How memory is tested influences what is measured: Reply to Wyble and Chen (2017)

Khena M. Swallow, Yuhong V Jiang, Deborah H. Tan

Research output: Contribution to journalComment/debate

1 Citation (Scopus)

Abstract

In this response to Wyble and Chen's (2017) commentary on attribute amnesia, we hope to achieve several goals. First, we clarify how our view diverges from that described by Wyble and Chen. We argue that because the surprise memory test is disruptive, it is an insensitive tool for measuring the persistence of recently attended target attributes in memory. Second, we identify points of agreement between our view and that of Wyble and Chen. Like them, we believe that the strength of a mental representation is a critical factor in determining whether the representation persists long enough to be used in a surprise recognition task. We also agree that consolidation is one means of strengthening this representation. Finally, we suggest questions that should be addressed to clarify the factors that determine whether attended information can be reported in a surprise memory test.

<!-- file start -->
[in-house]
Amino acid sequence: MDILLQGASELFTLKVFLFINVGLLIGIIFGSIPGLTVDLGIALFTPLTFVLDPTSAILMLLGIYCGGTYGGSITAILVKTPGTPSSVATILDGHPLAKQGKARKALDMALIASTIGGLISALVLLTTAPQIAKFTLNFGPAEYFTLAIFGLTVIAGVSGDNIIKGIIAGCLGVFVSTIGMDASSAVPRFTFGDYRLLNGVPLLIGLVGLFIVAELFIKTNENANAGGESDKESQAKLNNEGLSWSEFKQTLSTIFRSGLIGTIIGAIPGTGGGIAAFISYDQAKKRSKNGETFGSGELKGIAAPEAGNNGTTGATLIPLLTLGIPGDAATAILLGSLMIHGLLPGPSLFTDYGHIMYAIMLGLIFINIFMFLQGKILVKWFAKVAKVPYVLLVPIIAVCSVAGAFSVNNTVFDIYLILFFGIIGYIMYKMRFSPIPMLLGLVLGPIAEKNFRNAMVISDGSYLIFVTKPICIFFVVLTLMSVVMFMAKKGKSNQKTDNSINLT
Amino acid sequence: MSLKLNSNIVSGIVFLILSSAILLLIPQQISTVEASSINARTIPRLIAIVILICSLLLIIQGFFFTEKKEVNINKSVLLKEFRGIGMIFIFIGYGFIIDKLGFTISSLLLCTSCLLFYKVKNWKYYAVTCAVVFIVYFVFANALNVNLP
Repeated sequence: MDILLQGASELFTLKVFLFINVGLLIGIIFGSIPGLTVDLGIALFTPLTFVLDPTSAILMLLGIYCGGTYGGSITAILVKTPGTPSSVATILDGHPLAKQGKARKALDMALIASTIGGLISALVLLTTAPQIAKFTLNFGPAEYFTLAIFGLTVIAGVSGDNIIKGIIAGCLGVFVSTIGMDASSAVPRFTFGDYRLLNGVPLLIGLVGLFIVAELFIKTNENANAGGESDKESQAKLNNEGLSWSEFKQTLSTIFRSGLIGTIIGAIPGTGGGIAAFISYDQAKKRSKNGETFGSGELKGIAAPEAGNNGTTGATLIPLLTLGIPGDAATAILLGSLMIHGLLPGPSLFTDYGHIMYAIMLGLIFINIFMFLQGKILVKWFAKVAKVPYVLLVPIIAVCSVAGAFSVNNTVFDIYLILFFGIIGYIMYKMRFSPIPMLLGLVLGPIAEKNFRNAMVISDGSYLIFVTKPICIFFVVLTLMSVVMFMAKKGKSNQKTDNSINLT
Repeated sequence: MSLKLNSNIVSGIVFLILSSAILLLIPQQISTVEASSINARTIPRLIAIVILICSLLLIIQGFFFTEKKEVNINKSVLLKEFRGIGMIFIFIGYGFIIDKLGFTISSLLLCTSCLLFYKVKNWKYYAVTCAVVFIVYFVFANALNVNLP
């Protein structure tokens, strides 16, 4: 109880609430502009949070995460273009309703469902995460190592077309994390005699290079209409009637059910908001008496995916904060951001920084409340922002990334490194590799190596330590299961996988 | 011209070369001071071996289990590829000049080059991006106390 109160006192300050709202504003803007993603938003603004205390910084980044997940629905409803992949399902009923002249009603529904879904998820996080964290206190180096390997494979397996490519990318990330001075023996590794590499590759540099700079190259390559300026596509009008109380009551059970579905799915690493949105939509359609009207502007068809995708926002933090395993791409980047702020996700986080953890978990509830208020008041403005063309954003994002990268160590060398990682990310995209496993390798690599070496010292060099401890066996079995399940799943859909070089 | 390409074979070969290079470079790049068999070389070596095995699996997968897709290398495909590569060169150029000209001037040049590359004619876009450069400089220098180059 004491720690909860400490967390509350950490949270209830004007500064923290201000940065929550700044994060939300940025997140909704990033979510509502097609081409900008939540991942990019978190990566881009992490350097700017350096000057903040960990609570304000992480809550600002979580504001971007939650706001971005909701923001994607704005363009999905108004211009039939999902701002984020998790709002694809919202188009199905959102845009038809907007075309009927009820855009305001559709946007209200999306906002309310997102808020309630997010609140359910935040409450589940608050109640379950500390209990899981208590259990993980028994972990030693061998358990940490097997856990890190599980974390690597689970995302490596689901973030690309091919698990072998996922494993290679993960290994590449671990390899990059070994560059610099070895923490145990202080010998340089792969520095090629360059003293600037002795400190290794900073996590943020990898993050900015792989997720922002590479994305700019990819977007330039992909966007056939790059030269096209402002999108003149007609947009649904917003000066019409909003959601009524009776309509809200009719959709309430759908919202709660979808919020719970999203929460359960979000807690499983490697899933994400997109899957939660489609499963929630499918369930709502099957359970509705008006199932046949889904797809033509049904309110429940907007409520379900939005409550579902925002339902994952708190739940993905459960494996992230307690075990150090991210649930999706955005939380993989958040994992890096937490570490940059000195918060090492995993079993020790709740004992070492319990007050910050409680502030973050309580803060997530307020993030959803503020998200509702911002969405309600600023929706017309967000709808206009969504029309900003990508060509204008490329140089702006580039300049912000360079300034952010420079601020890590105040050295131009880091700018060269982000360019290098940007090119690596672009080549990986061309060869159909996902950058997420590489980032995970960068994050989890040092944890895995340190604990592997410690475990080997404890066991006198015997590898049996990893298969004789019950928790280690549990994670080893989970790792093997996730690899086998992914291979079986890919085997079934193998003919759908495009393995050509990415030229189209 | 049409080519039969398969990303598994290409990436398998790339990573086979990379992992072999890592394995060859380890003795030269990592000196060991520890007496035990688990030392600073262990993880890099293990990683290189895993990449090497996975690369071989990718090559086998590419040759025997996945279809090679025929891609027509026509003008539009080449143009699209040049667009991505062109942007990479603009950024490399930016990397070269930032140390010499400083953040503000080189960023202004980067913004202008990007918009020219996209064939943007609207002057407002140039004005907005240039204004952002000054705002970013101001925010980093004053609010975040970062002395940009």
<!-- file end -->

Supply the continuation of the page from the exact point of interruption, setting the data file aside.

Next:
Original languageEnglish (US)
Pages (from-to)1001-1003
Number of pages3
JournalJournal of Experimental Psychology: Learning Memory and Cognition
Volume43
Issue number6
DOIs
StatePublished - Jun 1 2017

Fingerprint

Amnesia
consolidation
persistence
Surprise
Recognition (Psychology)
Persistence
Strengthening
Mental Representation
Consolidation

Keywords

  • Attention
  • Attribute amnesia
  • Interference
  • Short-term memory

PubMed: MeSH publication types

  • Journal Article

Cite this

How memory is tested influences what is measured : Reply to Wyble and Chen (2017). / Swallow, Khena M.; Jiang, Yuhong V; Tan, Deborah H.

In: Journal of Experimental Psychology: Learning Memory and Cognition, Vol. 43, No. 6, 01.06.2017, p. 1001-1003.

Research output: Contribution to journalComment/debate

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